"For the longest time we black women have been wearing our hair chemically straightened to a point where most of us really don't know what our natural hair looks like," Hudson said. "There's a generation of us who have never even seen our hair in any form but straight except for baby pictures."

Visitors to her salon will sometimes ask to touch her hair to establish that it is actually all hers and not a wig or a weave, she said, while still others are strangers who "sneak and touch it."

"We love to go to the football games, and there's a group of guys that sit behind us," Hudson said. "One week, towards the end of the season, one of the guys in cheering just kind of laid his hands on my head like 'Yeah!' I said 'That has nothing to do with cheering for the game,' but I just find those little moments happen a lot."

In 2008, Renee Martin wrote "Can I Touch Your Hair? Black Women and The Petting Zoo" for her blog Womanist Musings and said she continues to get e-mails from women thanking her for her post and relaying their personal experiences about their hair being touched.

Some white women who responded, Martin said, shared their stories of their own hair being touched in countries populated by people of color. They chalked it up to natural curiosity and accused Martin of being too sensitive, she said.

But she says she doesn't think the crux of the issue has to do with curiosity.

"I think it's the idea that they have the right to possess black women and they will take any excuse they can to jump over the border, whether it's policing our behavior or policing our hair," Martin said. "I think it's about ownership of black bodies more than it has to actually do with hair."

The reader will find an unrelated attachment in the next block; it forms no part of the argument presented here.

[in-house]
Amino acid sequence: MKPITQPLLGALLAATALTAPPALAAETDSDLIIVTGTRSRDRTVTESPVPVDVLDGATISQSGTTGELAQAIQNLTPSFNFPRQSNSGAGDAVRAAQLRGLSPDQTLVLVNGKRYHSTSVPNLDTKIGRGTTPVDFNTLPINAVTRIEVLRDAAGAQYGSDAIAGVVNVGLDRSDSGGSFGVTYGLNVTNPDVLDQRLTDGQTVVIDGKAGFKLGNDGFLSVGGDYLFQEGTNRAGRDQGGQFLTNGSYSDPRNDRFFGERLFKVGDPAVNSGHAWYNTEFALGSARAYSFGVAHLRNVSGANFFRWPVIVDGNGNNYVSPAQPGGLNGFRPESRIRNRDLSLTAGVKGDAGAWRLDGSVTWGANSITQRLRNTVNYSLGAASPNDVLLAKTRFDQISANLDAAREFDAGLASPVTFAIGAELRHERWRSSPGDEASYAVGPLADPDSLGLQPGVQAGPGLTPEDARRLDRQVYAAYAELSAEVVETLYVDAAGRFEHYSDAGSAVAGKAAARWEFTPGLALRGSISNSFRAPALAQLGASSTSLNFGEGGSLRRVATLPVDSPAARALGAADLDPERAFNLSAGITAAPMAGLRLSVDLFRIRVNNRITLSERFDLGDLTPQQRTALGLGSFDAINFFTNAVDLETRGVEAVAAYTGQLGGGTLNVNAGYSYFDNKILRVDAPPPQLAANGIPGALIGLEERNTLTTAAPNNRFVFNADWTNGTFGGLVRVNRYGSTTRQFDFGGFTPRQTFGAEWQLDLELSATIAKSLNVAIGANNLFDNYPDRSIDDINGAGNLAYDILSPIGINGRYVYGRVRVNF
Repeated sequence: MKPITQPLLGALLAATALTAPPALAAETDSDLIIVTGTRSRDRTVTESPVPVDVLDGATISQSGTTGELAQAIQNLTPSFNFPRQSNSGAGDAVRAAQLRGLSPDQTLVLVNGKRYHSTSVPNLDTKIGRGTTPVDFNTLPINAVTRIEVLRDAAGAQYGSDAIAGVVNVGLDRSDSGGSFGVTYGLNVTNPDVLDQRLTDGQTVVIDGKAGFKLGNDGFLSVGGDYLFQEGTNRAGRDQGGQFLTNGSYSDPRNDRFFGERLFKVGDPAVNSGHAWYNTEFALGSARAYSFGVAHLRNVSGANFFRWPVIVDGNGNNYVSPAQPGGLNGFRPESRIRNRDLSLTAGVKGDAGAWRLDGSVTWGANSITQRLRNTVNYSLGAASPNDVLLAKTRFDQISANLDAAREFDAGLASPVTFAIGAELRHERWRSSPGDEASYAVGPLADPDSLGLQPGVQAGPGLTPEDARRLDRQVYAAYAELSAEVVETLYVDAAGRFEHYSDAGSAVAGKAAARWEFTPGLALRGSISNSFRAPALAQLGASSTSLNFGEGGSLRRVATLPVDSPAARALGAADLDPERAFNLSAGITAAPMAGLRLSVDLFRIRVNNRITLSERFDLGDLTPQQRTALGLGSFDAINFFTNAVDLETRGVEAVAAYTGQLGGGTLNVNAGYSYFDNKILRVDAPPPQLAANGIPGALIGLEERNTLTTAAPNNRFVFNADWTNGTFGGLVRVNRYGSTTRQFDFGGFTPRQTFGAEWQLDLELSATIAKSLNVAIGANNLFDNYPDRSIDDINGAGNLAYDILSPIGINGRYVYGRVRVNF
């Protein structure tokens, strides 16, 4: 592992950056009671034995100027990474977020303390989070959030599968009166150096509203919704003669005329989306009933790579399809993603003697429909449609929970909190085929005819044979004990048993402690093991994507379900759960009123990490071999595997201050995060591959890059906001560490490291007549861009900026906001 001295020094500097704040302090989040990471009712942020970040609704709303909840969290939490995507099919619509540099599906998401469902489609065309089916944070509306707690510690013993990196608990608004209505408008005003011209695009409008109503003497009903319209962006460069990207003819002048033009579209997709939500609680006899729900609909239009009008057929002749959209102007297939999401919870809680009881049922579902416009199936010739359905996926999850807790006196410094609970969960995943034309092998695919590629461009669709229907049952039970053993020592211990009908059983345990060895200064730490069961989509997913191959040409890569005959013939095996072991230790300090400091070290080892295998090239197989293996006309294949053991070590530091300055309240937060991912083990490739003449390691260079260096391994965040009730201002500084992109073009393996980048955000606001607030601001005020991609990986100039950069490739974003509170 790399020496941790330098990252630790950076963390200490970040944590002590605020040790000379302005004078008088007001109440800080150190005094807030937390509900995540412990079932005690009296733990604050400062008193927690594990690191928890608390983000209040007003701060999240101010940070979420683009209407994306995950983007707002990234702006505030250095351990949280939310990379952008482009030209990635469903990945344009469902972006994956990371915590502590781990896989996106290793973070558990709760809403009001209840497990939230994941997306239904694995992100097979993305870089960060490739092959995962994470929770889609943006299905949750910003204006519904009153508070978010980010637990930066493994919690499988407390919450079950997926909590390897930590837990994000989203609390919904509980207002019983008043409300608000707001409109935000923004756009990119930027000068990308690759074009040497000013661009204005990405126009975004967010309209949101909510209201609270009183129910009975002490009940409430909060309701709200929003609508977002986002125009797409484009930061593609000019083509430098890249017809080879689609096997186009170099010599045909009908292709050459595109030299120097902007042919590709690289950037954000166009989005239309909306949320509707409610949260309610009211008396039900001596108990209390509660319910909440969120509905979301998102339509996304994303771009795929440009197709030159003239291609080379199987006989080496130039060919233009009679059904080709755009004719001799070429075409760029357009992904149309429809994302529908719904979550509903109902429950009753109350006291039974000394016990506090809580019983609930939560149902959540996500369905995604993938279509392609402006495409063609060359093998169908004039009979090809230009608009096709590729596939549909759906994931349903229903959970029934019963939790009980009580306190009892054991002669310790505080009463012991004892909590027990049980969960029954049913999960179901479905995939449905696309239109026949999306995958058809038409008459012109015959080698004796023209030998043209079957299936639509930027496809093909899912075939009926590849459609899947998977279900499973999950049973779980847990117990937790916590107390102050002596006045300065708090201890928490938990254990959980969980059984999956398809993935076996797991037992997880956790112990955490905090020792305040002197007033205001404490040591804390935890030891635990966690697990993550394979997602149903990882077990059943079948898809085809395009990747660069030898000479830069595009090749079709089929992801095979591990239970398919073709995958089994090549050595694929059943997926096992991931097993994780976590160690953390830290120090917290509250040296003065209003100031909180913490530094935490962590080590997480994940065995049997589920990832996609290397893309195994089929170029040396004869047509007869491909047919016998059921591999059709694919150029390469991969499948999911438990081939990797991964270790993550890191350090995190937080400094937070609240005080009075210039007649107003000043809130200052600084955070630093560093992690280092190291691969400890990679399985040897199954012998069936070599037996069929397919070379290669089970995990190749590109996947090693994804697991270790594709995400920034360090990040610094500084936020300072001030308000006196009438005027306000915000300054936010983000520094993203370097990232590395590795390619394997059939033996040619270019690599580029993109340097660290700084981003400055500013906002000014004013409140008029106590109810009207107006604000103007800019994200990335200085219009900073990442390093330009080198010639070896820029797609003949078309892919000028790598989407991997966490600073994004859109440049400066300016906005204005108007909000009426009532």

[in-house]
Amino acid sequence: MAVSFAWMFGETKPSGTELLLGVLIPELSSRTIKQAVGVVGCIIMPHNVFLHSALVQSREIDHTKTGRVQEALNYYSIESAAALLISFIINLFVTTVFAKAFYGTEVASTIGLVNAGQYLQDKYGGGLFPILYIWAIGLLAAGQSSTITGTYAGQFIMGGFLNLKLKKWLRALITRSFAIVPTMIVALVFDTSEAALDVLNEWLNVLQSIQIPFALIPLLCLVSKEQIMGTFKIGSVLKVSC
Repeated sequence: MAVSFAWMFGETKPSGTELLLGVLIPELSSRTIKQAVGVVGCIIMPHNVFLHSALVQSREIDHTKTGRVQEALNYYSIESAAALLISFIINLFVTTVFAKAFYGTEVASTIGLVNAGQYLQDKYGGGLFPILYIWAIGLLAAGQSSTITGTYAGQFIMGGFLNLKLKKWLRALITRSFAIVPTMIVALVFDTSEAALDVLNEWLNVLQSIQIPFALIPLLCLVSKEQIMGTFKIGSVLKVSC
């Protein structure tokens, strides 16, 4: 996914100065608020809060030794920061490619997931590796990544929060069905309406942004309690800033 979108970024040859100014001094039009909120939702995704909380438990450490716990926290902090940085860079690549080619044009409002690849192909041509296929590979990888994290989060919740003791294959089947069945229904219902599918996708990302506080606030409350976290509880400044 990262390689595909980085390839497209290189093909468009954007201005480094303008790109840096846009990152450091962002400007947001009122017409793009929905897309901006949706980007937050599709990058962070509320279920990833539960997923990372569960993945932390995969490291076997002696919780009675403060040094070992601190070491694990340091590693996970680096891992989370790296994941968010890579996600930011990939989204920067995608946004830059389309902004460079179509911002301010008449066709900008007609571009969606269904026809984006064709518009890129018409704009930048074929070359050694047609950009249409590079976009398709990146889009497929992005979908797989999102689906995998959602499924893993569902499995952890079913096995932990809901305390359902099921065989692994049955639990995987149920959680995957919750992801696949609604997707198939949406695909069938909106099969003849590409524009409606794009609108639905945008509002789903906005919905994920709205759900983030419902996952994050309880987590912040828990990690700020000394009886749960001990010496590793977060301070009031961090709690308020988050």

Actress Issa Rae, star/creator of the web series "The Misadventures of Awkward Black Girl," said she has been natural all of her life. She had cut her hair and worked the short afro into the character, who was heartbroken and starting over.

Rae has endured the comments of "Eww, why is your hair like that? Why are you trying to go back to slavery?" from other African-Americans and says that, growing up, she had requests to touch her hair from both blacks and whites.

The touching doesn't bother her as much as "when they ask stupid questions to make me feel like my hair is alien hair."

"I had someone ask me if I wear my hair like this to honor my ancestors, and that was funny to me," she said. "This is not for Kunta [Kinte]."

Rae notes that in the 1970s, there was an afro movement for a while, but it died down in the 1980s. There are quite a few layers when it comes to discussions about black hair, from length to texture, and hair is very much tied to the culture, she said.

"Hair is just a huge component of blackness, so it's not going to go away," she said.

Tia Mosley, 29, went natural at the age of 12 when she refused to get her hair relaxed anymore. The inquisitiveness about her 'do is as natural as the hair on her head, she said.

"People want to touch my hair all the time and I have no problem with it," she said. "I have a problem with the touching and the attempt to touch without asking."

Mosley said that when she used to work at a predominantly white theater company in northern Georgia, her hair was viewed as exotic and stirred up a great deal of interest.

"They thought I was from the islands and they had lots of questions about my hair," she said laughing. "I would say 'No, I'm from the island of Houston, Texas."